Register

Time limit is exhausted. Please reload CAPTCHA.


A password will be e-mailed to you.

demonknights23

Demon Knights #23

Written by Robert Venditti

Art by Phil Winslade

Reviewed by Sean Lamont

Being a newer reader since the launch of the New 52, there was something I had not been privy to until this very day.  That gut-wrenching feeling of a series you love coming to a close as the cancellation axe drops upon its head.  While I am absolutely astounded and pleased that I was able to get two years out of such a niche title, it still stings a little to have to say goodbye to a series I looked forward to each month.  The series I mourn in this case?  Demon Knights.  An amusing romp through the sword and sorcery days of the DCU, this title brought together a mismatched group of ‘nobodies’ that I had little to no familiarity with, and turned it into a fun adventure with characters I grew to love.  So, let me adjust my black armband, and lets take a look at the final issue of Demon Knights with chapter 23.

The team has finally completed their quest of obtaining the mythical Holy Grail and returned to the capital of their former comrade Al-Jabr to assess their options.  But their boisterous sometimes-ally of Vandal Savage has decided that their relationship of constant double-crosses must come to an end, leading an army of giants to their gates to see them all crushed for their insults.  As the Knights face insurmountable odds on the field of battle, can they work together to overcome the threats that have been brought to their doorstep?  Or will the dark power of the Black Diamond consume them all before they can enact their desperate plan?

Venditti continues to write a playful team of characters, that for all intents and purposes should not get along, into a cohesive unit that plays off of the strengths and weaknesses of its characters.  Like a good game of D&D, the players in this tale each maintain their own specific goals and motives, but are forced together through various misadventures; sowing laughter in their wake as they face slews of medieval and magical threats.  Admittedly, this chapter slows a little in comparison to others in the humor department, but is instead replaced with the wrap-up of practically every dangling plot thread that the series has built to date.  So, while not as gleeful, it still provides a solid and fulfilling ending to the series as a whole.  On top of the usual interactions that have always been the crown jewel of the title, this final chapter brings a battle of large enough scope to justify an ending; and offers a threat that can tax the team to their limits as the series comes to a close.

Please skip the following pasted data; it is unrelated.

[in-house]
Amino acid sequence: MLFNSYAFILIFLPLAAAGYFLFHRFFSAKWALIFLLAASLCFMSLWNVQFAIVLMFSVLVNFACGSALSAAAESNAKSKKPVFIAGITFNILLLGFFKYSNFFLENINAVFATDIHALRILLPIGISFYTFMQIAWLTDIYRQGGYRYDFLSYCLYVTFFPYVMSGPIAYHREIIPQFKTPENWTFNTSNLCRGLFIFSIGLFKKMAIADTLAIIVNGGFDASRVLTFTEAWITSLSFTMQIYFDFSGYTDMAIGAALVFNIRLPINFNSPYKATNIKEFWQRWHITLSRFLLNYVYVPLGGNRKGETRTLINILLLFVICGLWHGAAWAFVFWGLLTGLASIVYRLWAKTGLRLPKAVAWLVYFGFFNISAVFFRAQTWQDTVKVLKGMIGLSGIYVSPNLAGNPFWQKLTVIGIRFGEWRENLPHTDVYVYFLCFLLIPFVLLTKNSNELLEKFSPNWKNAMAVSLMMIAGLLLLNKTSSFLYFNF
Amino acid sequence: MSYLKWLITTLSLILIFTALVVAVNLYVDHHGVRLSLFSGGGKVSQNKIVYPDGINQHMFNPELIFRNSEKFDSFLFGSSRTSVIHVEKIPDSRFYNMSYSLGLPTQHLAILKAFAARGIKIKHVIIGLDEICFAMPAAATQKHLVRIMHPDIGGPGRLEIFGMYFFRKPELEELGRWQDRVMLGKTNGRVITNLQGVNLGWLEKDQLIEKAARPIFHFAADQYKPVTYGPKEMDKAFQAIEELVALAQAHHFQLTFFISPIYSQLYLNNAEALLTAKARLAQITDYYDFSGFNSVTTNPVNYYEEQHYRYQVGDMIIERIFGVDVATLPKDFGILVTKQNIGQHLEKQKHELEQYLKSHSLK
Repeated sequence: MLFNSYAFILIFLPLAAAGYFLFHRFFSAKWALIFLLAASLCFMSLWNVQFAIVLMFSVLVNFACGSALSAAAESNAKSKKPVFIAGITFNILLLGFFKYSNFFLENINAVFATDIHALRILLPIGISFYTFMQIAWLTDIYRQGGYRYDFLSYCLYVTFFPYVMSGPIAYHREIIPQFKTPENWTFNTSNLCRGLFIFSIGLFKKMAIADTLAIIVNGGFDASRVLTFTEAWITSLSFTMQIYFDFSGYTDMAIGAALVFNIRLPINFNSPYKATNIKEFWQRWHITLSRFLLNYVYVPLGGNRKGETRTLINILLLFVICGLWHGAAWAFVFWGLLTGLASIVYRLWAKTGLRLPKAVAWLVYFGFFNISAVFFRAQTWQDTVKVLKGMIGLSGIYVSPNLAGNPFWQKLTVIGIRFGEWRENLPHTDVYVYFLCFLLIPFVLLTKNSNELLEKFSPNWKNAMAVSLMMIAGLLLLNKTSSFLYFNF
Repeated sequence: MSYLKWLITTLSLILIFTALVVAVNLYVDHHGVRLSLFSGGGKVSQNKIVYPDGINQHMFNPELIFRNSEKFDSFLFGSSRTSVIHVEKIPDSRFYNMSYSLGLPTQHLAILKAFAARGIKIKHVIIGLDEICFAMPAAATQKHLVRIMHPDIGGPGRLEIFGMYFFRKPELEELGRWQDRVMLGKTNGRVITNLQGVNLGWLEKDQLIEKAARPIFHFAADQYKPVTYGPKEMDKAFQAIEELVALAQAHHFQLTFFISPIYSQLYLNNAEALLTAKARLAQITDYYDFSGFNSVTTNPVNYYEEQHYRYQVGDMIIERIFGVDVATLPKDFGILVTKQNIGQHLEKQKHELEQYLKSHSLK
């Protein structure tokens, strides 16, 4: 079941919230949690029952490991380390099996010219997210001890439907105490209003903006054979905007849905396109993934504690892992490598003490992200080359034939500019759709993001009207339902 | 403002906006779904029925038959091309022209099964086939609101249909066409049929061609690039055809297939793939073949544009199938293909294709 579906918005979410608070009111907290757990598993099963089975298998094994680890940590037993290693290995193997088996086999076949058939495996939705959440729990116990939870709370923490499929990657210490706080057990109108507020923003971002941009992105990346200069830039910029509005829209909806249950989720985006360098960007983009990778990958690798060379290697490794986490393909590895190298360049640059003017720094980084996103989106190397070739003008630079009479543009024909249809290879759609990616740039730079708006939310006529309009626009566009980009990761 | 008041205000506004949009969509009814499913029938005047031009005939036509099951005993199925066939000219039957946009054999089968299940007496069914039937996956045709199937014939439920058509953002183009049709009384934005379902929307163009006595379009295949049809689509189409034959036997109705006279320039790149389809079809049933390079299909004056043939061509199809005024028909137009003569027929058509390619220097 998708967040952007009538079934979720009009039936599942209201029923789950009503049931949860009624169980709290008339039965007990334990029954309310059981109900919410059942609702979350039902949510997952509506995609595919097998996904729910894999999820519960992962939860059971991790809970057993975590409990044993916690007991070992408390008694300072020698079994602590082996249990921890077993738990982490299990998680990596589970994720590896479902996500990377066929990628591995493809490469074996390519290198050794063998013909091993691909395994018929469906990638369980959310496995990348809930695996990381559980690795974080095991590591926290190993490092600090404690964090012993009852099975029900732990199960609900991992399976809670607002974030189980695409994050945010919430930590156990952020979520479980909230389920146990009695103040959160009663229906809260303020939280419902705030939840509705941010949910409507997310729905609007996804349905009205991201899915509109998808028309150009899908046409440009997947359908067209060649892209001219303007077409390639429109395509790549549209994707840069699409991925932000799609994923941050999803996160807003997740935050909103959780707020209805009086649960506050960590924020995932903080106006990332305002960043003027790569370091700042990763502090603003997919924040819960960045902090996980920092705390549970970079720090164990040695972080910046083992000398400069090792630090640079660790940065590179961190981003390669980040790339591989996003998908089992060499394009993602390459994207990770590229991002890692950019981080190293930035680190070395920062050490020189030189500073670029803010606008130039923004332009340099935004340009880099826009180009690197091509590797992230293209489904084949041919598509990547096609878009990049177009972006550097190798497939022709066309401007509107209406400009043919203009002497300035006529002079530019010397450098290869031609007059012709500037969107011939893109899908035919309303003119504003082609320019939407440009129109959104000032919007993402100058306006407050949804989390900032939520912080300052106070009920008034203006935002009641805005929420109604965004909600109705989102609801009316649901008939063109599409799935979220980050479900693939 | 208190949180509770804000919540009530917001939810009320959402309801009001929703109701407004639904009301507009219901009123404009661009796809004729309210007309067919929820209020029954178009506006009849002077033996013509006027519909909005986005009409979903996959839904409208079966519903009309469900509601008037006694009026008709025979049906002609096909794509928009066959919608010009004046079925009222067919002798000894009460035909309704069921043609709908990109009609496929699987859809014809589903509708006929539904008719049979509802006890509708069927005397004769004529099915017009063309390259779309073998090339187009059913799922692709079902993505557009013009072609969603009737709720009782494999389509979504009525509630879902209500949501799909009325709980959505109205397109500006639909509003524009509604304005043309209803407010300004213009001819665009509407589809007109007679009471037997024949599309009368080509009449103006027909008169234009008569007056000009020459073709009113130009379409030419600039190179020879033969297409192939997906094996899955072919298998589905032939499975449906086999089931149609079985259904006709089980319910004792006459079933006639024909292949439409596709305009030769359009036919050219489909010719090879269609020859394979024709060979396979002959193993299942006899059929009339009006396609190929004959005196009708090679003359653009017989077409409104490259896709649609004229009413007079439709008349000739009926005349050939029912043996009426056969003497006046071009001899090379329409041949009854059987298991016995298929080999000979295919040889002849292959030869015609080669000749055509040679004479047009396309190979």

Before I start on the art, I adore the work of Phil Winslade in the few arenas I have been privileged to see his work.  That being said, the last 22 issues of this series have maintained a very clean and cartoony style that helped propel the run into the comedic-action-adventure slot that it was trying to fill.  Winslade, with his muddier and detailed stylings, brings a lot more seriousness to the title than it has had before, and it comes as a jarring shift in comparison to the rest of the light and whimsical run to date.  His work on the characters stands strong, allowing the facial expressions that help sell their big personalities where they would otherwise fall flat.  And technically speaking, the artwork is wondrous and captures the din of medieval warfare spectacularly; but as a final chapter I feel it would have been better to maintain the tone consistently through to the end in the artwork.

VERDICT:

If you’ve been reading Demon Knights consistently or casually, you would do yourself a disservice to skip over this final chapter that ties up items dating as far back as Cornell’s run.  Those of you looking for a quick fix of sword and sorcery can easily find as much in this chapter as well, but I would highly recommend going back to read earlier issues first to get a feel for the characters beforehand.  As I said above, it’s a shame to see such a promising little title that was offering something different go the way of the Dodo, but with 24 issues still out there for many to read; the Demon Knights will always find a way to ride again.

About The Author

A happy-go-lucky guy, Sean has prided himself on his ability to be fashionably late to just about anything. As such, his foray into comics began relatively recently, joining in with the jamboree during the 2011 New 52 relaunch at DC Comics. Making up for lost time, he has since jumped in with both feet, writing for blog sites and even hosting the DC Comics-centric DCR Podcast.

Related Posts

Leave a Reply